Using the SharePoint Search API with Power Automate

Power Automate can call the SharePoint Search API but working with Search Results isn’t for the faint hearted. Here is a little journey I went on recently when I had a need to interact with Search results with Power Automate.

To get results from Search, start with an API call using the Send an HTTP request to SharePoint action

The Uri value is the API request including the querytext. In this example I am searching for documents containing the search term “LAB” where the filetype is .DOCX.

The API call returns results in JSON format. Using the Parse JSON action, makes it possible to use elements of the JSON result in the workflow. Initialising a variable (or using a Compose action) allows the JSON output to be converted to an Array. To get an array of Search results, use this expression to get data into an array.

body(‘ParseJSON’)?[‘d’]?[‘query’]?[PrimaryQueryResults’]?[‘RelevantResults’]?[‘Table’]?[‘Rows’]?[‘results’]

Each individual result has 54 attributes. The format has a Key, Value and ValueType. Some useful Keys include:

  • Title
  • Author
  • Size
  • OrginalPath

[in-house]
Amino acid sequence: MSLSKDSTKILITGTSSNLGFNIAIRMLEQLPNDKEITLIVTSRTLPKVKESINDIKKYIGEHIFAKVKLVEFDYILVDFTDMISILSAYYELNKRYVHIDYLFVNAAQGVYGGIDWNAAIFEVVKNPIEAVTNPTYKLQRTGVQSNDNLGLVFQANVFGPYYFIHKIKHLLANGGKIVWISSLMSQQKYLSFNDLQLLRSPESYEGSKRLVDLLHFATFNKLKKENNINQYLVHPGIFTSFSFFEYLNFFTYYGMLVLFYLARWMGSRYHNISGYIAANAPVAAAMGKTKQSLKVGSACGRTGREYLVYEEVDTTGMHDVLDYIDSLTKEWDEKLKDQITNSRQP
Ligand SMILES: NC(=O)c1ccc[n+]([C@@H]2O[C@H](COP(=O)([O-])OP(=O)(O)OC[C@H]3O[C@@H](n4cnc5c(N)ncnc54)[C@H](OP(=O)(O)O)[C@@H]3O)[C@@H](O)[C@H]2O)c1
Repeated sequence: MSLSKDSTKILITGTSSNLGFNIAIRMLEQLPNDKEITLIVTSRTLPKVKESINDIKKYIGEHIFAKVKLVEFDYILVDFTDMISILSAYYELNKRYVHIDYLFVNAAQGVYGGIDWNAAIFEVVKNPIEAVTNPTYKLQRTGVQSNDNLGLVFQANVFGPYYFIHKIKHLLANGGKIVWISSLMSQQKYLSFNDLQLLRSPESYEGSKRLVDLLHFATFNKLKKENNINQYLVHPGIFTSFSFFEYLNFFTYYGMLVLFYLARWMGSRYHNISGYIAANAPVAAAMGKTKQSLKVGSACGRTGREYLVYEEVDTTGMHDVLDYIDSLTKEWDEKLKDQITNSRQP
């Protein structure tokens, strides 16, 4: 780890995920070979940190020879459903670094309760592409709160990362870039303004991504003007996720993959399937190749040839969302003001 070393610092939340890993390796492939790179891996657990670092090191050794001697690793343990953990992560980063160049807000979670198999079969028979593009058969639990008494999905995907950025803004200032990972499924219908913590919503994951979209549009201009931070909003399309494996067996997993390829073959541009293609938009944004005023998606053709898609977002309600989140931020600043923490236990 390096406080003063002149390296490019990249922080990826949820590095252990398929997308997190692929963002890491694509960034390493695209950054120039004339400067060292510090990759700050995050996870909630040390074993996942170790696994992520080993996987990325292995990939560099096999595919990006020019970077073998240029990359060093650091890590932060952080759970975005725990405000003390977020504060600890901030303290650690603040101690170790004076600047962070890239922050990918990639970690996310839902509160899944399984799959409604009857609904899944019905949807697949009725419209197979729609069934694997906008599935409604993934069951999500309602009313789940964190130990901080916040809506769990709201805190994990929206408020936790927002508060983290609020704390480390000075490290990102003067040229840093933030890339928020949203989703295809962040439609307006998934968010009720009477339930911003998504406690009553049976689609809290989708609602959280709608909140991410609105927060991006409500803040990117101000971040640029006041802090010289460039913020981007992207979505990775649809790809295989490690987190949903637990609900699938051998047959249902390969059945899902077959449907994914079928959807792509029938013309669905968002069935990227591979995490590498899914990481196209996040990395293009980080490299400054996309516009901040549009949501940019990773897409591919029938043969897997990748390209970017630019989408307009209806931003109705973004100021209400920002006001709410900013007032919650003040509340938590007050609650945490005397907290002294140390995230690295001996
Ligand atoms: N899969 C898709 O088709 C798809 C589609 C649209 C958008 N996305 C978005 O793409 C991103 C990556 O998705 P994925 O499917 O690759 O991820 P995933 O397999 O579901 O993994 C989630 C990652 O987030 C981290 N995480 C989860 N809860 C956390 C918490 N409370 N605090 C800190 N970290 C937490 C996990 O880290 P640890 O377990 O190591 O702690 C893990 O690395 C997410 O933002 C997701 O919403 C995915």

Now the results are in an Array, they can be accessed using the Array Index value. For example using Array ‘SearchResultCells’ (defined in the step above), we can reference the third item using this format.

variables(‘SearchResultCells’)[3]

To reference an item within a result, use this expression format. Rows contain Cells, Cells contain results.

body(‘ParseJSONtoGetRows’)?[‘Cells’]?[‘results’]

Now you have an individual result element such as the Title, Path, Author etc, you can do some interesting things. In my case, I needed to generate a list of documents that will be bundled up together from across multiple sites and libraries.

I also experimented with writing the results to a SharePoint List. This could be used for a variety of tasks such as locating documents with a specific managed property or content type, auditing or other content review requirements.

One tip, the workflow can take a while to run. I used a variable to limit the number of times my workflow iterated through the array data. This saved me a lot of time as I really only needed to check 2-3 results while developing my workflow. Once done, I removed the restriction.

Tips:

Remember that Search is security trimmed and the results that are returned will include both OneDrive and SharePoint unless you limit the search scope.

Use query string filters such as filetype:PDF to return specific types of results.

Consider the different methods you can use to start the Flow

  • Manual triggers e.g. on a selected item
  • Automatic triggers e.g. when an item is added to a List
  • Buttons in PowerApps
  • Scheduled Flows
  • Webhooks (premium)

Remember you could return a lot of results, so make sure you are prepared for this. One approach is to read the results into an array but only process the first X items, rather every result.

Additional resources

Power Automate Data Operations

SharePoint Search API Reference

Tech Community JSON article that helped me

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